A fair portion of this will depend on your setting. In D&D, where demons appear on a regular basis, stone can turn into mud, mud into flesh, and druids into panthers... well, a large number of SCP-like concepts become "oh, it's Tuesday already?"
So first, you have to determine what your setting views as "normal". Horror games work best when real-world normal and the game's normal are close. This doesn't mean the setting has to be 1:1 reality, but it has to feel grounded, solid, and comprehensible. The movie "Alien" is a fantastic example. Establish normal for the PCs. Spend time building their routines, their habits, their lives. Have them solve a few unrelated, normal problems.
Then they encounter the Unusual Thing. It can appear benign - it probably should, at first - but it also should be a startling event. They'll want to learn more...
Secure. The PCs will want to get a handle on the item. They'll want to play with it and understand it.
Let's say, at a pawn shop, they find a radio with three dials "frequency", "X", and "Theta". There are marks in sharpie on the 2 unusual dials. The current setting makes it a normal radio, but adjusting the dials leads to some very anomalous results. These could be radio from different time periods, different dimensions, whatever keeps the players interested.https://www.youtube.com/watch?v=ss_eBop2PsI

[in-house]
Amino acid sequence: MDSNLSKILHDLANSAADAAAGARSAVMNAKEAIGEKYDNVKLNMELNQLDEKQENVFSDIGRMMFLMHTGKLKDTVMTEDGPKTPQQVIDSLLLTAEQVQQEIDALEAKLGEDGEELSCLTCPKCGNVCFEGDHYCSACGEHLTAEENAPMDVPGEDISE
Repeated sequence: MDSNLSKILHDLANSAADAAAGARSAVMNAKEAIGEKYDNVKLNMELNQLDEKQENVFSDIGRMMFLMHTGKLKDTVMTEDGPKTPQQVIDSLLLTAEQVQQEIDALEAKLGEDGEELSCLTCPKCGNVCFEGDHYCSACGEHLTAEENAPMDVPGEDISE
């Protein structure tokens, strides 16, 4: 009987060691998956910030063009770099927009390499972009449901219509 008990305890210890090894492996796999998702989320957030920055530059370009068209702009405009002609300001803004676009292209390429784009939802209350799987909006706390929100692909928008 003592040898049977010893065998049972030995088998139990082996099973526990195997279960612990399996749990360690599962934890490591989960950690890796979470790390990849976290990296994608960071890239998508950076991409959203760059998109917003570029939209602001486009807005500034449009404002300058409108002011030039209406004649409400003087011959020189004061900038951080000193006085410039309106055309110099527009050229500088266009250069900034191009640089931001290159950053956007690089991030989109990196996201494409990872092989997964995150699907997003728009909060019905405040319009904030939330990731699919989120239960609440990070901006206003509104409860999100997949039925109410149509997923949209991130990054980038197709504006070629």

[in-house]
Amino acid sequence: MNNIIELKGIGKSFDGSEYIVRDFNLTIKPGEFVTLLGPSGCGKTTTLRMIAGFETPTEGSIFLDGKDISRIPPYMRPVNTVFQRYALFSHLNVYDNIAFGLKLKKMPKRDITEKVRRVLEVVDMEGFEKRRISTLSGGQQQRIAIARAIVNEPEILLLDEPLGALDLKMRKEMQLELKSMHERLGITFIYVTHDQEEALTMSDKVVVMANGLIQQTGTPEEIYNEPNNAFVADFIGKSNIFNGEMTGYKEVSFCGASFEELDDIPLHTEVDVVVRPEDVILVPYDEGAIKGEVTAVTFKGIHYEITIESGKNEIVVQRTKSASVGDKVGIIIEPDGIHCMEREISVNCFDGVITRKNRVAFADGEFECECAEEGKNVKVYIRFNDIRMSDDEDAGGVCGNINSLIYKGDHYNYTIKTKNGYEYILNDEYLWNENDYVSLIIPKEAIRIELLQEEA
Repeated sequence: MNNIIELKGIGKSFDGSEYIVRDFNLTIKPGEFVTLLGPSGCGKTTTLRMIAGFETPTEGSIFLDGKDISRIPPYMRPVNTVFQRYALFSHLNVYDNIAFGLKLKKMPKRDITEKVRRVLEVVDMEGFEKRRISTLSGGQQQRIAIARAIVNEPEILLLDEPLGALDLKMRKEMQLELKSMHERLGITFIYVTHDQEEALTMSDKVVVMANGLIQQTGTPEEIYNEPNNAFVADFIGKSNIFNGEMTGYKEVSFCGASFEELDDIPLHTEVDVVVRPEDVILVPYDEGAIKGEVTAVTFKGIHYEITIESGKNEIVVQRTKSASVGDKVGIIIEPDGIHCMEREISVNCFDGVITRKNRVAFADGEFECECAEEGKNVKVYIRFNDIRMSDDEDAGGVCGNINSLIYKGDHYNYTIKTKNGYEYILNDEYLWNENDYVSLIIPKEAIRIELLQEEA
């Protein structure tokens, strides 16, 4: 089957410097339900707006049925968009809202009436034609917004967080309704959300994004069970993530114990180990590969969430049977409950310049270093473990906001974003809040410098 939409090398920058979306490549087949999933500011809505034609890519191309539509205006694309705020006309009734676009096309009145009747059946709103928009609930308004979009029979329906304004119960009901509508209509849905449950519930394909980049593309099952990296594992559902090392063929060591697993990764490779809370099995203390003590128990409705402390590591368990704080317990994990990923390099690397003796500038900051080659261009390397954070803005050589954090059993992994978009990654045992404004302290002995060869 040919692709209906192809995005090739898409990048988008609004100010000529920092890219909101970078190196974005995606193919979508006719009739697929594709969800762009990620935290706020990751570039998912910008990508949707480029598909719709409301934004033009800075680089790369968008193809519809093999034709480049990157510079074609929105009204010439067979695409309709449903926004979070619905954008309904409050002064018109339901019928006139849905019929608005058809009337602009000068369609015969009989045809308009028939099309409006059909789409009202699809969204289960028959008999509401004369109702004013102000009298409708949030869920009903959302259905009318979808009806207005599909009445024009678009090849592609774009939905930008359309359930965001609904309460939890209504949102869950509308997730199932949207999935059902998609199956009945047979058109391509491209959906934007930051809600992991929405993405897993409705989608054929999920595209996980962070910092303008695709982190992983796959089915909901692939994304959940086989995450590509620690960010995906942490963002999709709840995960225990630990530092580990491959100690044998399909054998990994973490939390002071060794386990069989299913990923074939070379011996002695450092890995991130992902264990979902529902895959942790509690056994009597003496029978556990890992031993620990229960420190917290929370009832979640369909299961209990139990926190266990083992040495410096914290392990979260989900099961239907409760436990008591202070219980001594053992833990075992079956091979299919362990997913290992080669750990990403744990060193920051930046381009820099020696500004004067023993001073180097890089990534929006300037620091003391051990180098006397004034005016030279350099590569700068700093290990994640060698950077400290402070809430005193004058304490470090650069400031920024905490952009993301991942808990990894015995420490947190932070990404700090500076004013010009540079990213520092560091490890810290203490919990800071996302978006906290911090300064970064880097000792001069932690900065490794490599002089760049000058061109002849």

The PCs will probably fiddle with it for a bit, and, assuming no plot hooks are generated by their speculation, leave it alone for a bit.
Unless they're genre saavy, they'll probably leave it unguarded.
When they come back, someone they know has vanished near the radio. The dials are set to a configuration that the PCs didn't try. Only the NCPs clothes are left behind. If they turn on the radio, the NPC can be heard but does not hear the PCs. Maybe they can hear other voices as well.
Gently lead the PCs back to the pawn shop, as they try to track down the previous owner and rescue the NPC friend.